I have a dream that religious people will really love the sinner. It is a difficult balancing act, in public debate, to condemn what you think is a sin without making the sinner feel rejected, shunned and unprotected by the law. We have to seperate sin (which is a matter of the soul) and crime (which is when one person does harm to another). A powerful article I read recently pointed out that if Christians had done a better job of reaching out to homosexuals by, for example, caring for those with AIDS, people might be a bit more willing to listen to arguments they might make about gay marriage, because it would be clear they weren't making the argument out of hatred for gays. But the reality is that many believers can't separate the sinner from the sin, leaving the faithful open to (sometimes well-deserved) charges of hypocricy.

At any rate, my list may seem utopian. But I hold out hope that as a society, we'll get there. (My dream for myself is that I get off the couch and find ways to make these dreams happen.) If we want to achieve the vision, we first need to clearly express the vision, which is what I've made a rough first effort to do here.

Tuesday, November 16, 2010

Which Way, America?

I think I have been hearing some version of the phrase "this is America's decisive moment" since I was old enough to care about politics, certainly since I was old enough to vote (1998, for the record). So all of the people going on about how we need to make some huge changes right now, OR ELSE are probably feeding the hype monster just a little bit.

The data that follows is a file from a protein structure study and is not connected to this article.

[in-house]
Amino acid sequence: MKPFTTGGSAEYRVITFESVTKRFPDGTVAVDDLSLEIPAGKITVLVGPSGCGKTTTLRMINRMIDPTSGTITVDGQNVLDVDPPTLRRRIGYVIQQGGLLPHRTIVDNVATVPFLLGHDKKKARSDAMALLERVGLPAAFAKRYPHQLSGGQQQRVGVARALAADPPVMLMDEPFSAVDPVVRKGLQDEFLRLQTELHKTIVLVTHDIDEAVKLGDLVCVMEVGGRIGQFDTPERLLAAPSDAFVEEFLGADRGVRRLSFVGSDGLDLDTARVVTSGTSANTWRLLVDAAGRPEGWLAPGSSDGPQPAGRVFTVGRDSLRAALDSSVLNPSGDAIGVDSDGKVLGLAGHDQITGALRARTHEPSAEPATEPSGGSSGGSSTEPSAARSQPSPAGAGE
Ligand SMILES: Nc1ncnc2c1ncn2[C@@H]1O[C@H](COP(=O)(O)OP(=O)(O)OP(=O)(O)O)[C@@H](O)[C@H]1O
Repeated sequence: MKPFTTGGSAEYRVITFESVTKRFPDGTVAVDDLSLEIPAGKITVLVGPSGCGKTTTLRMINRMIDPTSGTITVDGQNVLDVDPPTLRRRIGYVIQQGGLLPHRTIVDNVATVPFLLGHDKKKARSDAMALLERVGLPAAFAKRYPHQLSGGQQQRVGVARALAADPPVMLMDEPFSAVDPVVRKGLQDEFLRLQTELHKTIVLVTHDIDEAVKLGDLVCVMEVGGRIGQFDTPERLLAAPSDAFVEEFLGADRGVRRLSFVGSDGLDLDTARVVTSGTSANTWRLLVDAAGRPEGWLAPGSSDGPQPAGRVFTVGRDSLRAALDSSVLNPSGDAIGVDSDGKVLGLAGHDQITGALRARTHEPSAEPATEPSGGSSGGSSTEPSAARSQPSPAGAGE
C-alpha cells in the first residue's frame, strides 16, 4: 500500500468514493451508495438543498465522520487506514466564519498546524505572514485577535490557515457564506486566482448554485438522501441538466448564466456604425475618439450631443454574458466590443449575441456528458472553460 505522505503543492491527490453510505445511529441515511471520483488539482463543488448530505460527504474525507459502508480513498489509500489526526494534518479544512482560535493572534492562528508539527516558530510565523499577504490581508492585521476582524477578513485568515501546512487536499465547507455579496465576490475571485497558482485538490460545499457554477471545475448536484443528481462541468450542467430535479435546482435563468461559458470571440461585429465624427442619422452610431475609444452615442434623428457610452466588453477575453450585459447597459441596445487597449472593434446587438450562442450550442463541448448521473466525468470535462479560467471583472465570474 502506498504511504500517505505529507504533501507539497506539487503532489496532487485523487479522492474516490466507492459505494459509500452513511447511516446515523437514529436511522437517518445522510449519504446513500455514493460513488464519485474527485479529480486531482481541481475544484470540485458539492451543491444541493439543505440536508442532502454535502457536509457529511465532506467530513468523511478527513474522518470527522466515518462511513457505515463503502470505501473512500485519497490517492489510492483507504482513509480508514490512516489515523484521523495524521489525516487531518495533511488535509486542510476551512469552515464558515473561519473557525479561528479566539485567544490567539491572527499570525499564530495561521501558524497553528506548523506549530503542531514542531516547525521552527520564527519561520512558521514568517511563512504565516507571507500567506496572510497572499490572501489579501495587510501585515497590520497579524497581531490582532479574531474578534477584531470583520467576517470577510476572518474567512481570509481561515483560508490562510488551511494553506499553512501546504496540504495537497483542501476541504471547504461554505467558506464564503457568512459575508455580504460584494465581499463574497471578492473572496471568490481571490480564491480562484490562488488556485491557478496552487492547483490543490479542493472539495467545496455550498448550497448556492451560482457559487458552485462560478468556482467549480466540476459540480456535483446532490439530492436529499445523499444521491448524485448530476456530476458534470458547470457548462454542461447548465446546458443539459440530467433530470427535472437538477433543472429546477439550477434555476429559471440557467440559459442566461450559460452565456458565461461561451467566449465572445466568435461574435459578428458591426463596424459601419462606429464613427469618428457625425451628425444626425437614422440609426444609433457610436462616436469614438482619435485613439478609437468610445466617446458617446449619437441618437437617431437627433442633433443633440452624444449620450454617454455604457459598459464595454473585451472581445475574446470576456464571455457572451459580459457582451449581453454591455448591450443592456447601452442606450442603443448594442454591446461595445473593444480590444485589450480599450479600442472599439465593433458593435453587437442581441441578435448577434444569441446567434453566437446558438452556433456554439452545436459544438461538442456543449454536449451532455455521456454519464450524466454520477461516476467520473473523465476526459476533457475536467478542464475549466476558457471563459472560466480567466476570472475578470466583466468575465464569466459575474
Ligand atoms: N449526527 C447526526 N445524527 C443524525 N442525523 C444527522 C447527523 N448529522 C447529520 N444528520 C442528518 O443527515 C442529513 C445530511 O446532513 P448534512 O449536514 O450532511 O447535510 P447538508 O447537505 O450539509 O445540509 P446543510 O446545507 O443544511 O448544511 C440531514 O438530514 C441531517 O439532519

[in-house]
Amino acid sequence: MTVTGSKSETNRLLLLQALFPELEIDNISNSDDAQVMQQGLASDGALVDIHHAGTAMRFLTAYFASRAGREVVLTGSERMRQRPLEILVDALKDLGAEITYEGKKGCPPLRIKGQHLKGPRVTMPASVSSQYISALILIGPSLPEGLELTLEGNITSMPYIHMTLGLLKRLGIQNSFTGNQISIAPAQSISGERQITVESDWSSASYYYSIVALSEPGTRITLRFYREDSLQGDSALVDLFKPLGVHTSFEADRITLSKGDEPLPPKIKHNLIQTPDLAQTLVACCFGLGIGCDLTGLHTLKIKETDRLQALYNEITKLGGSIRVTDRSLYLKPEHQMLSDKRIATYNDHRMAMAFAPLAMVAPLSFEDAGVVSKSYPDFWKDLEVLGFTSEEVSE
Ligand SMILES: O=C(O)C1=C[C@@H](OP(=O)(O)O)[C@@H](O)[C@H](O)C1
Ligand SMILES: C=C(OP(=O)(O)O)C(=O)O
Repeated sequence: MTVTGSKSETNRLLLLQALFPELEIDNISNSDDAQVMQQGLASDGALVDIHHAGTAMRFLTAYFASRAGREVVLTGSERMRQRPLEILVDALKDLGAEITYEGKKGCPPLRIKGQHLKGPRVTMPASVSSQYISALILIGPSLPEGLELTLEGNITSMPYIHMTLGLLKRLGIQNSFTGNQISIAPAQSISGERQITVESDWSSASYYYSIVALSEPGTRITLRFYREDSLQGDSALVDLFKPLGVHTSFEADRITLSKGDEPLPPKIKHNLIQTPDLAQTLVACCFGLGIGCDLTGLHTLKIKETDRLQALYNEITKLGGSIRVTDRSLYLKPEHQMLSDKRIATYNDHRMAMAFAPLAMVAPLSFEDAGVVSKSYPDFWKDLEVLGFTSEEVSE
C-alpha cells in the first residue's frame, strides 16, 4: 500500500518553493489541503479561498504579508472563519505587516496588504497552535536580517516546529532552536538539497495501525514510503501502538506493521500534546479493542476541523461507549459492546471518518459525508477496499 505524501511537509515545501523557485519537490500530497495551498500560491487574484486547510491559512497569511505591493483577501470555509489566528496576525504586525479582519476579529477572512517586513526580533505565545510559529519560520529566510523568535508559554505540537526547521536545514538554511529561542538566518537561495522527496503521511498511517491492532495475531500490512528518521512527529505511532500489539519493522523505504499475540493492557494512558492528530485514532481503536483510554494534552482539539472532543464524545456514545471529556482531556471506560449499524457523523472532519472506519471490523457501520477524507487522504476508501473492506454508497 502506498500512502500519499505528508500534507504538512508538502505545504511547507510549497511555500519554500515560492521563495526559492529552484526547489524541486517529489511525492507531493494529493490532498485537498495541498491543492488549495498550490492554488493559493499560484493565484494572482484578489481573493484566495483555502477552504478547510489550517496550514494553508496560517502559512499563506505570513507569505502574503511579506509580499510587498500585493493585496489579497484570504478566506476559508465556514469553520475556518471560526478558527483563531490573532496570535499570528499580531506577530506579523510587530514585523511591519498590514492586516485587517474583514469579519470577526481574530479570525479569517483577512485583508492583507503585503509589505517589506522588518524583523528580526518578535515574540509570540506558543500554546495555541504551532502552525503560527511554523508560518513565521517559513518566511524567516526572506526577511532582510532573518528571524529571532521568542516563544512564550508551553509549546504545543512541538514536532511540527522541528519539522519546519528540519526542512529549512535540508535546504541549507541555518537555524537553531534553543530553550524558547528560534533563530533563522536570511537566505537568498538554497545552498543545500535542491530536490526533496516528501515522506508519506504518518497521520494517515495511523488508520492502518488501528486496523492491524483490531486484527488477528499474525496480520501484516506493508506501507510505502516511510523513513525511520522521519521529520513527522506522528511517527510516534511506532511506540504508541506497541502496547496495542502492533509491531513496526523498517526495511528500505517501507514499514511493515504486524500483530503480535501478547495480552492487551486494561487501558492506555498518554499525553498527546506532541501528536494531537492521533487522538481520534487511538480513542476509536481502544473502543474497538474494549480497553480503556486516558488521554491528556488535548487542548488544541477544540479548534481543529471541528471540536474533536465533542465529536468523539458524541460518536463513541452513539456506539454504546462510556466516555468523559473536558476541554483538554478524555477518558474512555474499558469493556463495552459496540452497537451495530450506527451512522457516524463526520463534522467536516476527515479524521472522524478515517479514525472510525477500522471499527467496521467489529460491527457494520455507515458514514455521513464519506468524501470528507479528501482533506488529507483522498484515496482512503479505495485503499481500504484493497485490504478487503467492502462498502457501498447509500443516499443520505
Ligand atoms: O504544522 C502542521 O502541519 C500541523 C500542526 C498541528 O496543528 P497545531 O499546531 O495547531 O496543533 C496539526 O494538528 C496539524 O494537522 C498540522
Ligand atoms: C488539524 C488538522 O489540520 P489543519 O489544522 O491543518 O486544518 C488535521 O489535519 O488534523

But it is hard not to agree that the country is trending the wrong way, and has been for about a decade. It seems most people are content to look to assign blame (which in and of itself is a symptom of the disease). And in this column, Peggy Noonan does a bit of that, pointing at Obama's seeming disconnect from the country both in terms of policy and tone. But I don't think she really blames him, but rather sees his ascent to power as a symptom of the disease. And that disease is one that the Tea Party succumbed to this year, looking for the quick fix, for voting for passing celebrities rather than proven leaders. Noonan takes Sarah Palin to task for her fundamental unseriousness, then goes on to say: